One of the biggest legal fights in copyright right now is whether or not the “first-sale” doctrine applies to digital media. On the one side, gigantic corporations are arguing that even though you own a file that acts like a physical copy, all it’s sold you is the loosest software license in human history. On the other side, consumer advocates and retailers are arguing that digital media are products, bought and sold, and should be treated as such.
The courts have gone with the gigantic corporations on this one. For now, anyway.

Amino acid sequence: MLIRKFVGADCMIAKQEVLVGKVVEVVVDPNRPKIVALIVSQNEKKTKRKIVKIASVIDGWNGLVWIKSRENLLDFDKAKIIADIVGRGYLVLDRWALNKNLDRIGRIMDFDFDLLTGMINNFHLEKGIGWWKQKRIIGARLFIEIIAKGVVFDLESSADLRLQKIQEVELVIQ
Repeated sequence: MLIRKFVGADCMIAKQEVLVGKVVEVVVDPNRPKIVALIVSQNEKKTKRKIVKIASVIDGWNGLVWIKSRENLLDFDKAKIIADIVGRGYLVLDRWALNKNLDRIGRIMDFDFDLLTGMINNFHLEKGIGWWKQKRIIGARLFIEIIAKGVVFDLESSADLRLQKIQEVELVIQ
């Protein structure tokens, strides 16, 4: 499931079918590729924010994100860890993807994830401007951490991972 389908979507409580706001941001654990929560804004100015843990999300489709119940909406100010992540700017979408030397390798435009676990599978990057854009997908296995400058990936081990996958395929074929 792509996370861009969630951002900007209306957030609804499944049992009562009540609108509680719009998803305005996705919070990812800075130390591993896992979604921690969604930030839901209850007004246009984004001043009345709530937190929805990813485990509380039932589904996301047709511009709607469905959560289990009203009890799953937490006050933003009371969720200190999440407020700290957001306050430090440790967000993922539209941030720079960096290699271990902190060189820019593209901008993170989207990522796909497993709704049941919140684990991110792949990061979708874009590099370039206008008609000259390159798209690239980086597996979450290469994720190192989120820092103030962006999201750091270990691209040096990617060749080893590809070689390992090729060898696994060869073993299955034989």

Redigi, a company that sold your “used” MP3, was ruled to violate existing copyright law, according to the courts:
The court decided that no, users do not have the right to resell digital music files, as doing so violates existing copyright law. ReDigi, the judge found, is also liable for secondary copyright infringement and likely will have to pay damages.
It’s not clear whether Redigi will appeal the decision, although it has the option.
Of course, just because the record companies won this particular battle doesn’t mean they’ve won the war. Quite the opposite, actually: This is all a prelude to the really big legal fight, which will almost certainly be with Amazon.
But it does mean that, for now, if you want to buy your MP3s used, you’ll have to go to a record store, buy a CD, and rip it. Or just wait for Amazon to decide to do it for you.